sixity how-to repair guides

How To Replace and Install Motorcycle Brake Pads

When to Replace Your Motorcycle Brake Pads

Regular checks of brake pad wear is a good habit to develop, both for safety and to avoid unnecessary damage and repairs. Front pads tend to wear out faster than back pads, and if you have an aggressive style of riding check your brake pads more often.


The most accurate check is to remove and measure the brake pad. If pad thickness is less than 3 mm (1/8 inch), it's time to change the pad. If any backing plate metal shows through a pad, brake pad replacement is overdue and the brake rotor should be checked for damage.


As always, be sure to check the service manual for specific maintenance information.


Associated Tasks

While the brake pads are removed, consider checking the quality and quantity of brake fluid, bleeding and replacing the brake fluid, and replacing the brake rotor.


Things You'll Need:

  • Maintenance work stand
  • Shop towels
  • Wrench—for caliper mounting bolts
  • Large flathead screwdriver
  • Ruler—millimeters or inches
  • Needle-nose pliers
  • Brake cleaner
  • Torque wrench—for caliper mounting bolts

Remove Brake Pads

  1. Stabilize the motorcycle with a maintenance stand per manufacturer's recommendation.
  2. Clean the exterior of the brake fluid reservoir and the reservoir cap.
  3. CAUTION: Remove the brake fluid reservoir cap to avoid excess pressure and damage to the master cylinder seals.

  4. Remove the brake fluid reservoir cap.
    1. Tie an absorbent cloth around the reservoir opening to absorb brake fluid spills.
    2. Secure a clean cloth over the reservoir opening to prevent contamination.

    CAUTION: Do not allow the caliper to fall or hang loose after removing the mounting bolts. Provide support to avoid damage to surrounding exterior finishes.

  5. Remove the caliper mounting bolts from the rotor.
  6. Push the pistons into the caliper to reset:
  7. NOTE: Watch the brake fluid reservoir while performing steps a and b to prevent fluid overflow.

    1. Carefully wedge a large flathead screwdriver between the olds pads.
    2. Slowly move the screwdriver up and down (to increase distance between the pads) to fully reset the pistons.
  8. Slide out the retainer pin that holds the brake pads in place with needle-nose pliers.
  9. If applicable, remove the retainer spring plate laying on top of the pads.
  10. Remove the brake pads from the caliper.
  11. If applicable, remove shims from the back of the old brake pads (used to reduce braking noise). Save the shims for installation of new pads.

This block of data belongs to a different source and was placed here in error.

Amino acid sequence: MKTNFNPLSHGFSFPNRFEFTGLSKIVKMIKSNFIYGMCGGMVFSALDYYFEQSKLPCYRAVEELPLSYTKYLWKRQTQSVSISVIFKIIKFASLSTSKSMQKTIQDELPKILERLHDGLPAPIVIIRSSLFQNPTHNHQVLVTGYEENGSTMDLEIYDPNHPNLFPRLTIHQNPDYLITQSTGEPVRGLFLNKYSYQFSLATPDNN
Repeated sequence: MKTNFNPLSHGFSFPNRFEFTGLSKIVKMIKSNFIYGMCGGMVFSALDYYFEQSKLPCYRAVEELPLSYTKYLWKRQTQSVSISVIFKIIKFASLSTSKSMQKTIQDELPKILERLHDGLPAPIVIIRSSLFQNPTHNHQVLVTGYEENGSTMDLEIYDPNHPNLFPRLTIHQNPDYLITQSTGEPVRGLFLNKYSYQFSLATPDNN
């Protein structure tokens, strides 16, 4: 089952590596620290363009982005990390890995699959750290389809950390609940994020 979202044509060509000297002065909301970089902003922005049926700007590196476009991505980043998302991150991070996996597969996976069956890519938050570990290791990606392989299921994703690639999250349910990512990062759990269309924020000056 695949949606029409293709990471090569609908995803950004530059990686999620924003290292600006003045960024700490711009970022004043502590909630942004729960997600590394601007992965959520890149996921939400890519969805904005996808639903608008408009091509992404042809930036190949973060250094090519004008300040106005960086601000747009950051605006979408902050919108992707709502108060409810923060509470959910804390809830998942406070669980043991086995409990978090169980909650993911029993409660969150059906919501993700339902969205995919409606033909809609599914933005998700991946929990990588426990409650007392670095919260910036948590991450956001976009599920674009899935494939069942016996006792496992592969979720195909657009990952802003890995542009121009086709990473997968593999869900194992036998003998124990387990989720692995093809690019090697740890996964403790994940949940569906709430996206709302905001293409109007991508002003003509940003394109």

Inspect Brake Pads

The entire surface of the brake pad should be parallel with the caliper surface. If wear on the pads is uneven or one pad has more wear than the other, it may be time to replace the caliper. Uneven wear can also be caused by corrosion or other residue on the retainer pin.

  1. Inspect the brake pads for wear.
    1. Make sure the entire surface of the pad is parallel with the caliper mounting surface. If the pads are not parallel, replace the pads.
    2. Remove the brake pads from the caliper and measure the pad width. If a pad's width measures less than 3 mm (1/8 inch), replace the pads.

    CAUTION: Use only brake cleaner to clean caliper parts. Other cleansers may leave oily residue on the brake pad surface that can affect brake function.

  2. Use brake cleaner to clean the caliper, including the area around the caliper piston's seal.
  3. If applicable, clean shims with brake cleaner.

Install New Brake Pads

CAUTION: If shims are used, take care to only apply disk brake grease on the back of the new brake pads. Oily residue on the brake pad surface can affect brake function.

  1. If applicable, if shims are used and there are no clips to hold them in place, place a small amount of disk brake grease between the shim and the back of the pad to hold the shim in position while installing the pads.
  2. Place the new pads inside the caliper.
  3. If applicable, install the retainer spring plate.
  4. Install the retainer pin.
  5. Slide the caliper back onto the rotor.
  6. NOTE: If the caliper doesn't fit on the rotor, the pistons may not be fully compressed. Reinsert the old brake pads and refer to step 5.

  7. Install the caliper mounting bolts and torque the bolts to to the exact specification listed in the service manual.
  8. Pump the brakes several times to make sure they are in the proper position.
  9. CAUTION: Consult with the brake pad manufacturer for the "bed in" procedure that sets up proper brake function. Be especially careful while braking on the first ride after new pads are installed.

  10. Perform the bed in procedure per the brake pad manufacturer's instructions.

- End of Procedure -


Return to all Repair & Install Guides